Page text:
Pausing at the shower gel/toothpaste/hair dye section, I had a quick look for face packs. None. However the Saturday part-timer, a snotty youth of indeterminate age, looked up and gave me some Co-Op customer care.
"Looking for anything particular mate?"
"I'm looking for face packs." I did the face rubbing thing again (big mistake - don't ever do this) and the lad grinned lasciviously, glancing at the tights in my hand.
"Oi Dave!" he yelled to his colleague at the other end of the aisle. Needless to say the entire shop was now privy to this conversation. "Do we sell face pack thingies?" His grin threatened to split his face and he nodded at me, clearly believing I was about to rush home, don a pair of 15 denier, almost black tights and cover my face in mud. Anger meter = anger meter +2, and I considered smashing my fist into his face. Were it not for the legal repercussions, I would have had no restraint.
Dave sniggered, shrugged and shook his head.
As I stood in the lengthy queue that had clearly migrated from the pharmacy to the Co-Op and as I left to walk out into the pouring rain, I decided that Tesco would be my last stop. Wine. I needed wine.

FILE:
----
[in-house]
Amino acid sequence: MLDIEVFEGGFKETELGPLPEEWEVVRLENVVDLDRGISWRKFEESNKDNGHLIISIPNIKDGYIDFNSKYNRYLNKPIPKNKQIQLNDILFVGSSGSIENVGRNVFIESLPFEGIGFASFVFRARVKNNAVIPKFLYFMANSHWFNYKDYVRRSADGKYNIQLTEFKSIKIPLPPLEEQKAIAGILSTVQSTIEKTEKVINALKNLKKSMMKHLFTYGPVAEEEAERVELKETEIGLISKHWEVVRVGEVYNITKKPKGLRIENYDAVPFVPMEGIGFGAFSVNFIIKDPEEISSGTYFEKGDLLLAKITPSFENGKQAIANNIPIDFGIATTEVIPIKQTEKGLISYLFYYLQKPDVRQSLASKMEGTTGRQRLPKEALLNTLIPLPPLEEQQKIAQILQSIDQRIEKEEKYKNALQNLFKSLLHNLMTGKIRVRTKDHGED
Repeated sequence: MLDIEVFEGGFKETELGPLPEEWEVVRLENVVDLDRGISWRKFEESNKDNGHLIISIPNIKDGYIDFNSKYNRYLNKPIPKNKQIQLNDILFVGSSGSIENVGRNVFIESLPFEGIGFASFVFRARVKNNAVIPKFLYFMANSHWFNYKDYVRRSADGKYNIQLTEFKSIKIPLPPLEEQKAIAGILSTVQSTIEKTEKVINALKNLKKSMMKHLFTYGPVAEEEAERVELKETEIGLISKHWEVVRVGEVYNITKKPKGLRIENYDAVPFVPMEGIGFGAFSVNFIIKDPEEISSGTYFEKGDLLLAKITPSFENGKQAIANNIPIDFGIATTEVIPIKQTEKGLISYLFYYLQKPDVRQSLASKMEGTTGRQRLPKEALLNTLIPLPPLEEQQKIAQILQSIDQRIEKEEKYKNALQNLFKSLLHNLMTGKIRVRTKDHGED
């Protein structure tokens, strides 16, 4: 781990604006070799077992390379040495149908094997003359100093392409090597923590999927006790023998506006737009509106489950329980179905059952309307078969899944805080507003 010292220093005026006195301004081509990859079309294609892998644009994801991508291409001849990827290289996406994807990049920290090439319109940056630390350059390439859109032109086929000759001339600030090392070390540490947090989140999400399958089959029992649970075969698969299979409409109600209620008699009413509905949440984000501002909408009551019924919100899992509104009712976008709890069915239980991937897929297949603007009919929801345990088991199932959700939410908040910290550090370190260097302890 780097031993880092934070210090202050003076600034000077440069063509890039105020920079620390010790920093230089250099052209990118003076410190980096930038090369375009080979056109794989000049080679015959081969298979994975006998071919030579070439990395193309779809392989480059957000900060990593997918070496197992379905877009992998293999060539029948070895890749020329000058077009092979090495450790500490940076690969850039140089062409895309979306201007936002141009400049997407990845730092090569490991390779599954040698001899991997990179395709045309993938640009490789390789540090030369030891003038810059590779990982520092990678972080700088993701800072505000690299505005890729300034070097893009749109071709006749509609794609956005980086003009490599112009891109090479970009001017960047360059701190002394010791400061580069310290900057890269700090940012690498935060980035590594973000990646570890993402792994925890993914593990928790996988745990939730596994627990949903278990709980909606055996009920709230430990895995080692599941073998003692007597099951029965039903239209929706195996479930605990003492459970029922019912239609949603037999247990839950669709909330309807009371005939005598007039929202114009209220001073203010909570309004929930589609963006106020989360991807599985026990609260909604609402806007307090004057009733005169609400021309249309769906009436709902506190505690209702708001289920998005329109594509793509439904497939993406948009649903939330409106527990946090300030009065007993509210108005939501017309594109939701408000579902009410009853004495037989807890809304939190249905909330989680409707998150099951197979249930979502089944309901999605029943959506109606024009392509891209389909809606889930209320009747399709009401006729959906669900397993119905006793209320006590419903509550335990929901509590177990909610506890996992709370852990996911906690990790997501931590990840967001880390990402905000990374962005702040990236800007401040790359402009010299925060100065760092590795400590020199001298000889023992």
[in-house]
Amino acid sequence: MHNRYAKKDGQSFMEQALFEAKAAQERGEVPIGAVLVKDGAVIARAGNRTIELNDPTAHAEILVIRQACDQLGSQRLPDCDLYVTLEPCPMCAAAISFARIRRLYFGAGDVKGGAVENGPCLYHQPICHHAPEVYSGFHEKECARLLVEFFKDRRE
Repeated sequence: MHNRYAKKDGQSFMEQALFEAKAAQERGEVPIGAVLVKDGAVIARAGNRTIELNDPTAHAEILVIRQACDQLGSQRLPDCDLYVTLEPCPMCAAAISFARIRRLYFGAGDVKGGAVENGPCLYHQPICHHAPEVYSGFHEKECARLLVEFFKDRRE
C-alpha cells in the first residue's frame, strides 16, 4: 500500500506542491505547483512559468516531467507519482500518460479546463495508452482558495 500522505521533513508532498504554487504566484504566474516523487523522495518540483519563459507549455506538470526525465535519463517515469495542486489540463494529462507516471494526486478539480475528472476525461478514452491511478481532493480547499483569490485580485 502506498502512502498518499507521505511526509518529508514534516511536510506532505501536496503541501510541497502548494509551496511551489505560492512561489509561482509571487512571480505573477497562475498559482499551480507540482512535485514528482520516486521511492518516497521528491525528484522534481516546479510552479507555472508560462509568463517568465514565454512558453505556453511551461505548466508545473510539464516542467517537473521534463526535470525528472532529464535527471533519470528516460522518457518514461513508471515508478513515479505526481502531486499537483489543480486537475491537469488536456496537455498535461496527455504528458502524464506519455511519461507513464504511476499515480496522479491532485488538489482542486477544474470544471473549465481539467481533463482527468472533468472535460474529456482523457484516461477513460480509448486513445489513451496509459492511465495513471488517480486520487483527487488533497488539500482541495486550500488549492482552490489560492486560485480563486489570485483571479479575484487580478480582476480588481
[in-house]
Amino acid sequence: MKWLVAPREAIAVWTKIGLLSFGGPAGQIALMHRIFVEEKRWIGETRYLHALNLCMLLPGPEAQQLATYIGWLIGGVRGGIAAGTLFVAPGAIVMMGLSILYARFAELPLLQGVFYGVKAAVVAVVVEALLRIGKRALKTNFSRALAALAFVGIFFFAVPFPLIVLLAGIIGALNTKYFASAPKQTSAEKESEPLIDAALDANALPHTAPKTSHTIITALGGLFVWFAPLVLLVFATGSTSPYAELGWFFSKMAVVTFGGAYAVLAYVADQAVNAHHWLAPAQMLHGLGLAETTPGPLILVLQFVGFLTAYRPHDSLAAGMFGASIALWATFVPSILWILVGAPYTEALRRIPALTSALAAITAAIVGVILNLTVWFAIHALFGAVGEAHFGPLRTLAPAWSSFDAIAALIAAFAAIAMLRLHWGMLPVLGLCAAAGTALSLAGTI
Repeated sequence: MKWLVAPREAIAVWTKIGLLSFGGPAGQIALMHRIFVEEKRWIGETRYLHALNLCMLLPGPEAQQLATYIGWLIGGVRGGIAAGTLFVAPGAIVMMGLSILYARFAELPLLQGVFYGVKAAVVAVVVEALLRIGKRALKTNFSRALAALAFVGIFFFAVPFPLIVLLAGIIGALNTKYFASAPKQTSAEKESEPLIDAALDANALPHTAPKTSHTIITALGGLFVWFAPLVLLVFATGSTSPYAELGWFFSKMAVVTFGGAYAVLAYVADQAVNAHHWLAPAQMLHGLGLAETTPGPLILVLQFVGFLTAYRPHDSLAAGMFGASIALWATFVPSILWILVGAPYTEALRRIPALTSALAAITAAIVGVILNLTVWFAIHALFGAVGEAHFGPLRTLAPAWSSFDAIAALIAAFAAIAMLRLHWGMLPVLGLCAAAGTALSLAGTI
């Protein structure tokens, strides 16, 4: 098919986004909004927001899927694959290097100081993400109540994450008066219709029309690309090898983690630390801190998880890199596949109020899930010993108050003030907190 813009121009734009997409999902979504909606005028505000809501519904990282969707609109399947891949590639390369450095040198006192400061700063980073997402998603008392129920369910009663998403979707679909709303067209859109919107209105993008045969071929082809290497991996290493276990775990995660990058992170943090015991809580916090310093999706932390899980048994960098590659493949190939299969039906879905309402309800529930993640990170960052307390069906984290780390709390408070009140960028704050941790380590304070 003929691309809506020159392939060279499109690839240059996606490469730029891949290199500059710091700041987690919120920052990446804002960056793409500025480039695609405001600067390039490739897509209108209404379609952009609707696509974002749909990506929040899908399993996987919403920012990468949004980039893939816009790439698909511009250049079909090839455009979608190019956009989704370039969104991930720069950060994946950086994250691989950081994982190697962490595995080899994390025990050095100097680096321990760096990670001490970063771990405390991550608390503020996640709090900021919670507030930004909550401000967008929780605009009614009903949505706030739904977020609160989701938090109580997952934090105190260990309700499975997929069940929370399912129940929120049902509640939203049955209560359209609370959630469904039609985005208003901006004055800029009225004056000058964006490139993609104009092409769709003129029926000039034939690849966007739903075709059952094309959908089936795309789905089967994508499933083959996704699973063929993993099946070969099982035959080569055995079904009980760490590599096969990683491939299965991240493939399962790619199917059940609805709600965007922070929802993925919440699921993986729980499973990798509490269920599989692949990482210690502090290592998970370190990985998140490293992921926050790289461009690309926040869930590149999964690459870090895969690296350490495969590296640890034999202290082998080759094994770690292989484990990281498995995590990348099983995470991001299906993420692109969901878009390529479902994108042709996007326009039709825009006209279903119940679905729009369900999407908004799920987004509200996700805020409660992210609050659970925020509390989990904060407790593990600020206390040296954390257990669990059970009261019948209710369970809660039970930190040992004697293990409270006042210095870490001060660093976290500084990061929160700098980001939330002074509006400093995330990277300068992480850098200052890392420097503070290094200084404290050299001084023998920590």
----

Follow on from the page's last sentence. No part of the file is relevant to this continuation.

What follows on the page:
The Tesco shopping experience was much better. No face packs, but plenty of wine. The queue, however, had been following me and was now beyond the guide ropes and down one of the aisles. One of the sales assistants piped up, saying to me that the self-service tills were just as fast for those who didn't need cigarettes or contraceptives, and as I fell into neither of those categories, I hurried to the lone empty machine.
Unfortunately, Lady Luck was on the toilet, and I was underneath. One man made it to the machine before me, and I stood dutifully behind him, smiling smugly at the queue and the jealous looks being fired my way. It looked like I was going to make it home whilst still on solid food.
I was wrong.